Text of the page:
The Jewish Foundation for Economic Opportunity (JFEO) recently gave $100,000 to create a new loan fund within the Wisconsin Women’s Business Initiative Corp. (WWBIC). The new fund, to be administered by the WWBIC, will help nurture and grow minority-owned businesses in the Milwaukee area.
The JFEO was formed in 1992 by several local Jewish business owners and lawyers to help improve living conditions in Milwaukee, said Rick Florsheim, founder and president of the foundation. He also is a partner at the Milwaukee law firm Foley & Lardner LLP.
The JFEO has made-low interest loans to help more than 20 businesses get off the ground or grow since it started, Florsheim said. "We seized on our strong suit, which was business, and we hoped to identify people that didn’t have the sort of network that the majority of us had to raise capital and make introductions," Florsheim said. "We’ve helped a bunch of businesses, but we’re very low key."
The WWBIC has provided loan administration, documentation, location of potential loan clients and other administrative functions for the JFEO’s loan program since the mid-1990’s. "They knew the people in need of assistance, and they could evaluate the candidates," Florsheim said.
About two years ago, the JFEO decided to shift its focus to helping one or two larger Milwaukee area minority-owned businesses grow, Florsheim said. The business that it is helping now, which he declined to name, did not need capital assistance and the JFEO’s money was not being lended to the people who needed it, he said.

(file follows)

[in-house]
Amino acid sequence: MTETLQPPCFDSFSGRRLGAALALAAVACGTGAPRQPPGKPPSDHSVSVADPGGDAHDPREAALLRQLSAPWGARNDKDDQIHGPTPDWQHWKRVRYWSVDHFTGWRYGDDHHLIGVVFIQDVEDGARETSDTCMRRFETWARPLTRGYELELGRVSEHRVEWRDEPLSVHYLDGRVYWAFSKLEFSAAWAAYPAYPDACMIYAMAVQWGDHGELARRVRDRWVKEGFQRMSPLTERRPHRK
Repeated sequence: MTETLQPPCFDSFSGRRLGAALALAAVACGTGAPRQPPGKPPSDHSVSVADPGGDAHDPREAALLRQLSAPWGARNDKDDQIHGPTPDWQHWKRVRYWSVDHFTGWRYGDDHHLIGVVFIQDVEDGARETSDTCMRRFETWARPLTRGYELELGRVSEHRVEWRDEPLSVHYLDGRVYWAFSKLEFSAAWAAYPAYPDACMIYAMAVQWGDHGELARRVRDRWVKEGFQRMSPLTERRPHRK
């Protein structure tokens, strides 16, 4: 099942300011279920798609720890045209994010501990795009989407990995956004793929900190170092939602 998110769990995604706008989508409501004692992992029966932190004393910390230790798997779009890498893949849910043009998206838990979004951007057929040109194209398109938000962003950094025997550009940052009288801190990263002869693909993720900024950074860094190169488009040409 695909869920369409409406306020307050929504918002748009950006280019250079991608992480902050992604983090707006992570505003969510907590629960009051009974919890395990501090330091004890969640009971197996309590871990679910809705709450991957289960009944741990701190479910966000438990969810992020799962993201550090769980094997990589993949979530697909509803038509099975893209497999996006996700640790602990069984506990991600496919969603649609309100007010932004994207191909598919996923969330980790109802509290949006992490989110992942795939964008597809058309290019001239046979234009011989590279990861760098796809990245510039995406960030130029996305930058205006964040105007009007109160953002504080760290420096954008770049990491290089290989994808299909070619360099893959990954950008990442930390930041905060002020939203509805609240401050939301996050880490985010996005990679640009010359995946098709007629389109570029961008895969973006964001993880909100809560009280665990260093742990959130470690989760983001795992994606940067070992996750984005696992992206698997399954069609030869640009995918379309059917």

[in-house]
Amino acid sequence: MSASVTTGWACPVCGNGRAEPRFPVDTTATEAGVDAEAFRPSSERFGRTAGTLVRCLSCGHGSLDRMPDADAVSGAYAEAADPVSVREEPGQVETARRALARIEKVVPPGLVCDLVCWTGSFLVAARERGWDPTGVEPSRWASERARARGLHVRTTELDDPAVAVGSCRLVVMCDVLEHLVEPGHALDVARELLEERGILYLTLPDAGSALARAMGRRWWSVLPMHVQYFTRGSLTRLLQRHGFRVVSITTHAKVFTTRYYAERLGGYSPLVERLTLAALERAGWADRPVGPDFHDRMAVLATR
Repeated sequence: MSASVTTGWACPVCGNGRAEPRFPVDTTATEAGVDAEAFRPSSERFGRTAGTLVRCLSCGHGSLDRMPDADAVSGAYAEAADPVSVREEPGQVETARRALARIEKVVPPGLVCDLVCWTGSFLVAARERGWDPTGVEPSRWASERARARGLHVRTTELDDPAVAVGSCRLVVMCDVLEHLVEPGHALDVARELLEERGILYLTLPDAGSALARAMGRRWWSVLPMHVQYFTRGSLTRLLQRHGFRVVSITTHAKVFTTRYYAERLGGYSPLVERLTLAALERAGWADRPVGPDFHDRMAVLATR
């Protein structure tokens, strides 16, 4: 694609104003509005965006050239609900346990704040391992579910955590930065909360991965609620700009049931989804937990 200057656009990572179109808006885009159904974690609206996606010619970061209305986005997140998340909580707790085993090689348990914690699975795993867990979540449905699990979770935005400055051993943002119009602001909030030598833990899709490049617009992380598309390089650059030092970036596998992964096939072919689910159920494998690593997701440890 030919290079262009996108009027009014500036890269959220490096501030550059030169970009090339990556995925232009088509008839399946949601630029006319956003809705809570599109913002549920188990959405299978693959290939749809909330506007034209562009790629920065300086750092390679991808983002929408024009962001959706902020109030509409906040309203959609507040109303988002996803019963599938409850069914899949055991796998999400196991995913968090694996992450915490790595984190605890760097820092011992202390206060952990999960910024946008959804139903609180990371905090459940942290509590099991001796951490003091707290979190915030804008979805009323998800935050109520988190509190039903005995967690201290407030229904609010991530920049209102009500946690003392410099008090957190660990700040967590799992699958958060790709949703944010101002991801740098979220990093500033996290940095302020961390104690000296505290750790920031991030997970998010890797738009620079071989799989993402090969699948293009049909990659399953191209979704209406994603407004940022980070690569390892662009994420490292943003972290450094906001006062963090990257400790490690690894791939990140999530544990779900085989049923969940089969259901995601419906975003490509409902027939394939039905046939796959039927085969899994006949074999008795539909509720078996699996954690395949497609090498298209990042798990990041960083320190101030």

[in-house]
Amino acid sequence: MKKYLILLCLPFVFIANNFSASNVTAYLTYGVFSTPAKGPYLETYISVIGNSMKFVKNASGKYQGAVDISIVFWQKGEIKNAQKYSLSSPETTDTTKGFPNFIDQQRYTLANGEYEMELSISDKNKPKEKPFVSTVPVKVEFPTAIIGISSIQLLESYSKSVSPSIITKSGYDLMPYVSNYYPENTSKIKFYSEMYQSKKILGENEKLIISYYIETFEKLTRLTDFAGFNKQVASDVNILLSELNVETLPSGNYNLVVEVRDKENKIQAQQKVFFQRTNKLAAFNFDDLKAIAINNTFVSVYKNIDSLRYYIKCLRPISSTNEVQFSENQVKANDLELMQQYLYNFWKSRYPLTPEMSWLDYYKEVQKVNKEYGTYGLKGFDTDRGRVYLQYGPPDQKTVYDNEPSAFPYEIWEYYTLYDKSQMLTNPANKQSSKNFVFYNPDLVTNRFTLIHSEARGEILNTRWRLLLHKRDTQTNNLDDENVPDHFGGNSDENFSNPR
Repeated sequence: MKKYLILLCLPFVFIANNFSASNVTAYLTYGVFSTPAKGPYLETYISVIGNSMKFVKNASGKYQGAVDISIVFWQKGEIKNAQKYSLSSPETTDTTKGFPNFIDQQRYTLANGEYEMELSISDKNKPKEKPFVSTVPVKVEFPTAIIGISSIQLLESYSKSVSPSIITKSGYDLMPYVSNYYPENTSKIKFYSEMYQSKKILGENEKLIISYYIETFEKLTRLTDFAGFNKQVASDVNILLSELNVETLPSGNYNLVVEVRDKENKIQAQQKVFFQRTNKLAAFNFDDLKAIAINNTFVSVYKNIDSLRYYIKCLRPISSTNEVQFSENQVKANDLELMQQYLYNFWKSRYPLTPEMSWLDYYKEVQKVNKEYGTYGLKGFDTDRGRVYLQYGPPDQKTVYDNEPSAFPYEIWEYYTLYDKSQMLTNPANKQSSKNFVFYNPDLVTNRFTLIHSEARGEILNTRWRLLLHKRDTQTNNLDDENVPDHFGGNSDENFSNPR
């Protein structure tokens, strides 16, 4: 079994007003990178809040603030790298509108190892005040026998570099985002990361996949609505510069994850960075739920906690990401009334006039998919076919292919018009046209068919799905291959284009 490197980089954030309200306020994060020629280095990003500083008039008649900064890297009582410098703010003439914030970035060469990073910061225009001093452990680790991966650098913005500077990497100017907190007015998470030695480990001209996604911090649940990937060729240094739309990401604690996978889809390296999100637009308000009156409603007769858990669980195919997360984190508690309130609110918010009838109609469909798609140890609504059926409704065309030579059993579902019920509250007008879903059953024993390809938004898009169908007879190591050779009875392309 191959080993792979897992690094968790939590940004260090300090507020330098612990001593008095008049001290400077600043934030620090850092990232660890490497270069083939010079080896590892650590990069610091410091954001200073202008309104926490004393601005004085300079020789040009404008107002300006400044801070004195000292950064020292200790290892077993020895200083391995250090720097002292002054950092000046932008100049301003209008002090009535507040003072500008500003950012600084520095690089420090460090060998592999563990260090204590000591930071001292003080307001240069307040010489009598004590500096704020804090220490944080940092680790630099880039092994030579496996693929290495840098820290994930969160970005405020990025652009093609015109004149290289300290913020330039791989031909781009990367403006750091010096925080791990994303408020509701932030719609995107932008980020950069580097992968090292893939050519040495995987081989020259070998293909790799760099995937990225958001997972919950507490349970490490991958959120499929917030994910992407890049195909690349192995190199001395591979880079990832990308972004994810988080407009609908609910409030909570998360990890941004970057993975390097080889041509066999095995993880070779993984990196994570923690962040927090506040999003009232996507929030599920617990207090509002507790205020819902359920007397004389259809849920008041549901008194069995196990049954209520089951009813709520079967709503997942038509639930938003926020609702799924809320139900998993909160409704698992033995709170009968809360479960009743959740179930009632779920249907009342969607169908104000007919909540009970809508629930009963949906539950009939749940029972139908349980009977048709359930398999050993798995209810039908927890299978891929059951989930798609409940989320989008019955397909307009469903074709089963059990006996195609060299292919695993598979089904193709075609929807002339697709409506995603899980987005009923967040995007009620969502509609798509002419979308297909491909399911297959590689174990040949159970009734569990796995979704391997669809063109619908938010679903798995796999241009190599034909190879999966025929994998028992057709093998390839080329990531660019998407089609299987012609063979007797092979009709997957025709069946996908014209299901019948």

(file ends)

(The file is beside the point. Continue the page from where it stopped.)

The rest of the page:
"The idea now is to take this large chunk of capital and give it to WWBIC so they could put it into funding the businesses that could use seed capital and put it to use," Florsheim said. "This is a way for us to get the funds out there and get them into use. For what we’re doing at the moment, capital’s not important. But for what WWBIC does, it is very important."
The new loan within the WWBIC’s portfolio also will help the agency stretch its dollars to the greatest extent, said Wendy Baumann, the WWBIC’s president. "We will keep (the dollars) with the same spirit, lending to minority businesses in Milwaukee," she said. "And the added part is that funds like this can be very helpful when you couple them with the state of Wisconsin’s minority business development loan fund at reduced interest rates. We already leverage the dollars very well – almost one to one, sometimes as high as five to one."
The WWBIC made 82 business loans last year, totaling $6.2 million, and Baumann estimated that the JFEO’s dollars would not be idle for long. "Our dollars can be actively engaged very quickly," she said.
For more information, visit www.wwbic.com.